There are an array of funds that offer exposure to gold without ever owning the “real thing.” One option is Exchange Traded Notes (ETNs) that seek to track the price of gold. Note, however, that an ETN is a debt instrument: a promissory note made by the issuer. In times of turmoil, ETN prices may increasingly reflect the creditworthiness of the issuer.

In the world of paper gold, leveraged gold funds are available to take speculative bets on the outlook for gold. These funds may use futures and other derivatives and are available in multiples up to three times the price of gold, long and short. Due to costs associated with leverage, such vehicles may not necessarily track stated multiples of the gold price over time. As such, these investment vehicles may not be suited for a buy-and-hold strategy. And tempting as the upside may be, be cautious of the severe downside risks, as leverage compounds volatility.




Open-End Gold Trusts - Fractional Ownership

We’re talking about GLD, IAU, and SGOL to name a few. By owning shares in an exchange-traded open-end gold trust, you have fractional ownership in the underlying gold. The trusts are called open-end because gold shares are issued and redeemed to accommodate investor demand. As a result, open-end trusts closely track the price of gold. There are a number of options available with relatively low expense ratios. Different funds may hold physical gold in different locations – from London to New York, even Singapore.

If a key priority of yours is to invest in physical gold, but like the convenience of investing in gold through an exchange, make sure that is clearly stipulated in the fund’s prospectus to ensure the trust uses no derivatives. If you’re interested in taking delivery of the physical gold, make sure you are aware of any limits imposed before you invest, as some funds may set fairly high requirements that could preclude you from accessing the underlying gold you own. These details can be found in any fund’s prospectus.

Overall, open-end gold trusts may offer an effective and relatively inexpensive way to invest in gold.




Closed-End Gold Trusts - Real but Pricey

Closed-end trusts are another option that you might want to consider. The closed-end trusts available to U.S. investors store gold in Canada. Similar to open-end trusts, investors have fractional ownership in the underlying gold bullion, however, unless there are offerings of new shares to the public, gold holdings in the trust remain constant.1 As a result, the share price of closed-end trusts fluctuates based on supply and demand of shares in the trust, not necessarily the price of gold. When closed-end trusts trade at a premium to net asset value (NAV), you’ll be paying more for shares in the trust than the value of gold the shares correspond to; it is possible for shares to trade at a discount to NAV.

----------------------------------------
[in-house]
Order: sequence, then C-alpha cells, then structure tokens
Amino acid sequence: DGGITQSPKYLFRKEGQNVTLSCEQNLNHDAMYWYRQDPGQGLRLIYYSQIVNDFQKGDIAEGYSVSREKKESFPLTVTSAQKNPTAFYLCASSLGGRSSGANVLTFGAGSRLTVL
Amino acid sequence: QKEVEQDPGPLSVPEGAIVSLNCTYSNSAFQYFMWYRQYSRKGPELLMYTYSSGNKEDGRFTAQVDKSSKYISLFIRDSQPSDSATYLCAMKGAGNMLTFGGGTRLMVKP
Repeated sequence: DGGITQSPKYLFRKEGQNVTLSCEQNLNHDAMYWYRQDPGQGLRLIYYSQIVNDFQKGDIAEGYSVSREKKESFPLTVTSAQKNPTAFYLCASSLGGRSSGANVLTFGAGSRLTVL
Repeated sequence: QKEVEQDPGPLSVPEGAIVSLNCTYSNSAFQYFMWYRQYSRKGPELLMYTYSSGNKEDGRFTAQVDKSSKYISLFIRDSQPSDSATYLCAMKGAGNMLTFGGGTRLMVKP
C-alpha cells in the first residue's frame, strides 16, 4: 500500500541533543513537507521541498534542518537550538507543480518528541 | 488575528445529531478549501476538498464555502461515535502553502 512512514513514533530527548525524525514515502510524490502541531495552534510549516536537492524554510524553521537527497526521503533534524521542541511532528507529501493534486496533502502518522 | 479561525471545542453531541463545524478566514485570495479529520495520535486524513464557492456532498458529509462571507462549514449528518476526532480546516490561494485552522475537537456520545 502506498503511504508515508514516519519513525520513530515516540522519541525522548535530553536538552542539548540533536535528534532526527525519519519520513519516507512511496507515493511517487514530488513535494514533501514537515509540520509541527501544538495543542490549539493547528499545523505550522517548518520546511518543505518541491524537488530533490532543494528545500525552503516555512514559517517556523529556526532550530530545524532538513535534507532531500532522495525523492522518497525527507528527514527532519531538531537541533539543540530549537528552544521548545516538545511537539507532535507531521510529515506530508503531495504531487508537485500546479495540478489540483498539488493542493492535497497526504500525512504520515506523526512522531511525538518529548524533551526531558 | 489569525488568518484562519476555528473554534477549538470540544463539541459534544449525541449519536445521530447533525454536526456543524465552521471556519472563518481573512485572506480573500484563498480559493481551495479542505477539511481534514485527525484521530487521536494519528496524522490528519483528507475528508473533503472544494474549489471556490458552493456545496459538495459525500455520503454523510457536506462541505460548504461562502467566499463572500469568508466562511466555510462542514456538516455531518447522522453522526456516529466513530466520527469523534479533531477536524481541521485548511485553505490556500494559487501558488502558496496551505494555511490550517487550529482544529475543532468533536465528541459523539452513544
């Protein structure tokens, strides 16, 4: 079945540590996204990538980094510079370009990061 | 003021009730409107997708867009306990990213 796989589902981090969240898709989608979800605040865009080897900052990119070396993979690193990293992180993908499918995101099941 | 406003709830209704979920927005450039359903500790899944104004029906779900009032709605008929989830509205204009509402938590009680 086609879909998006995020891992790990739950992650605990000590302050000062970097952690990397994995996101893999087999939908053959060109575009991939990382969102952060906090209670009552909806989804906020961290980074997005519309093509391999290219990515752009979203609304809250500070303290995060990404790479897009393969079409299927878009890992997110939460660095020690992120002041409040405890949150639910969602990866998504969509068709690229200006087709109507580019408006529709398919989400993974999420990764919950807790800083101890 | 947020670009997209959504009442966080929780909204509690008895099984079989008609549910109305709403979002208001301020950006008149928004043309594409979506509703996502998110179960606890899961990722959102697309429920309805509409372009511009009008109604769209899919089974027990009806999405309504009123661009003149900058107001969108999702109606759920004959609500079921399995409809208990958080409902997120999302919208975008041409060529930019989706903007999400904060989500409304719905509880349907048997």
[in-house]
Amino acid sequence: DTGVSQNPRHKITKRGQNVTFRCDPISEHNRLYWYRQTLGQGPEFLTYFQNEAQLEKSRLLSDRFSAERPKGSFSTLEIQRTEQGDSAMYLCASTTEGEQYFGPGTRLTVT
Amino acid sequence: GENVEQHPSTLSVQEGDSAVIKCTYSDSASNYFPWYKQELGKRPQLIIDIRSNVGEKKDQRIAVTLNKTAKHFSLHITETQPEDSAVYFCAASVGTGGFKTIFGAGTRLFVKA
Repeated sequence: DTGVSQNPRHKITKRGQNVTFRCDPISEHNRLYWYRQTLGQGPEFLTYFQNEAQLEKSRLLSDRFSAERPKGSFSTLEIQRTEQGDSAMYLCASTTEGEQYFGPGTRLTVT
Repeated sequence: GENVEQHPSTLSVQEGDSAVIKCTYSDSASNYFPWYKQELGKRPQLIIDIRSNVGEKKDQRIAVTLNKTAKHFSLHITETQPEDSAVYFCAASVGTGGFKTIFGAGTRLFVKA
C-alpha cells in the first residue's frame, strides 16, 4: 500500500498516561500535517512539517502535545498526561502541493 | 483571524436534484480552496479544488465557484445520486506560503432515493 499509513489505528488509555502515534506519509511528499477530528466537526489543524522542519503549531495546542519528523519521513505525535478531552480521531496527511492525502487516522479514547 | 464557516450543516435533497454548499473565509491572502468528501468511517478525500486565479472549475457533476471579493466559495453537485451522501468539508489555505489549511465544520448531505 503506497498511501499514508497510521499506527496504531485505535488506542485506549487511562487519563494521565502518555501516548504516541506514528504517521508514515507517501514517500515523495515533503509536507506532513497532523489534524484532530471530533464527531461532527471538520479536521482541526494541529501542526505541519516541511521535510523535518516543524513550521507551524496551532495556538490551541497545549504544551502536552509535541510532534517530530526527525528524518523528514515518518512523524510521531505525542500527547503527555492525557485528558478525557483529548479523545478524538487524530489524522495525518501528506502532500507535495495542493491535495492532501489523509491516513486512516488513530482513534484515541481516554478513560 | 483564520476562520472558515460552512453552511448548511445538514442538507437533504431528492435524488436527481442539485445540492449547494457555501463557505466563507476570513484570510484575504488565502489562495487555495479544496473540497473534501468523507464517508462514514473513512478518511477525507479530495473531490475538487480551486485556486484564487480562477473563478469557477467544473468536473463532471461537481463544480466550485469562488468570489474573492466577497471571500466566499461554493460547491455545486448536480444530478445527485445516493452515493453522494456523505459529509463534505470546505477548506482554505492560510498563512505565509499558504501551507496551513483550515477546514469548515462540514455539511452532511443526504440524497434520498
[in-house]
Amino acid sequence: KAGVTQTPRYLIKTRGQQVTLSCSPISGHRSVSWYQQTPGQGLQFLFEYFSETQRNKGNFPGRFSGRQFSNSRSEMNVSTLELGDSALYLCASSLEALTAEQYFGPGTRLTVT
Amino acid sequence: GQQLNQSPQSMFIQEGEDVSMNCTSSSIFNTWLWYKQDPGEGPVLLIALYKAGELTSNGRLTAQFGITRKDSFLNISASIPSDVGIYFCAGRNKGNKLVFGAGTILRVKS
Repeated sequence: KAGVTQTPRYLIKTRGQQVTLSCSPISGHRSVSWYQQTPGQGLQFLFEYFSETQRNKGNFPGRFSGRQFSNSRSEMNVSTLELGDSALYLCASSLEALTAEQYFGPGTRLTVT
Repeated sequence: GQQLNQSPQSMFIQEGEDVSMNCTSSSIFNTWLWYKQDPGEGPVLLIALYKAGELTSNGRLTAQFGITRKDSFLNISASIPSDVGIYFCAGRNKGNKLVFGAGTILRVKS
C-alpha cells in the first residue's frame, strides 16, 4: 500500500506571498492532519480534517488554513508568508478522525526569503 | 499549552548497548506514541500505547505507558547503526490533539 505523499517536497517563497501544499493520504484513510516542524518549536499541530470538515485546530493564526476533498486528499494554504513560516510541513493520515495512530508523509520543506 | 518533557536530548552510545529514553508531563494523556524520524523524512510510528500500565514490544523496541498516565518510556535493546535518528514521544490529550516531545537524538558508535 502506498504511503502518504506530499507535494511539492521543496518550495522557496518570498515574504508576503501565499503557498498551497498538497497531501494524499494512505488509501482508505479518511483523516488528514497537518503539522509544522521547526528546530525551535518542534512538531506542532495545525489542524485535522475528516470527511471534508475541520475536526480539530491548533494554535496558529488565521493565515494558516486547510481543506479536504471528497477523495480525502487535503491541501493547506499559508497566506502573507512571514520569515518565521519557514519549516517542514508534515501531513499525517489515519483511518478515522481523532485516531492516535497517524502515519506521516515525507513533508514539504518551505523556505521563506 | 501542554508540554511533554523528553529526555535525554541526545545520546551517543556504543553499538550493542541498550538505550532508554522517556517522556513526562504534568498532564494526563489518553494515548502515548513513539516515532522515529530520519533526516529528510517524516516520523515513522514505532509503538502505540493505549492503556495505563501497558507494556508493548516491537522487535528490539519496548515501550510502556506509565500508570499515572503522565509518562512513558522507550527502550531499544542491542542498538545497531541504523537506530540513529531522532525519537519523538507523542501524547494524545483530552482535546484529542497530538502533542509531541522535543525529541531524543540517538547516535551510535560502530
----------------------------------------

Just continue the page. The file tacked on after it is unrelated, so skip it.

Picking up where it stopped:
When a closed-end trust offers new shares to the public, the gold received by the trust reflects a deduction to pay for underwriting fees, which can be substantial. Closed-end trusts are still popular because selling shares of the trust may be taxed at the long-term capital gains rate rather than the tax rate for collectibles. On the topic of taxes, beware that investors must file paperwork with the IRS to avoid potential negative tax implications of holding a foreign (Canadian) trust. Be sure to check these requirements and consult a tax professional before investing. This is not intended as, nor can we give, tax advice.

Some closed-end trusts may also allow for the redemption of your units in return for gold bullion. Please read prospectuses for further details.




Physical Gold - Bona Fide with Baggage

Physical gold – think gold bars and coins. These are readily available from gold dealers and online retailers. You can purchase it in various weights, making it relatively flexible – from 400 ounce bars to fractional ounce coins – bear in mind, though, the mark-up is likely to be a lot higher for smaller sizes. This mark-up shouldn’t be taken lightly; we have found premiums over the spot price of gold approaching 40%! If you need your gold delivered, it’s possible that you’ll pay additional shipping and insurance costs. Be sure you are aware of the premium you’ll pay, along with any other costs, before committing to purchase.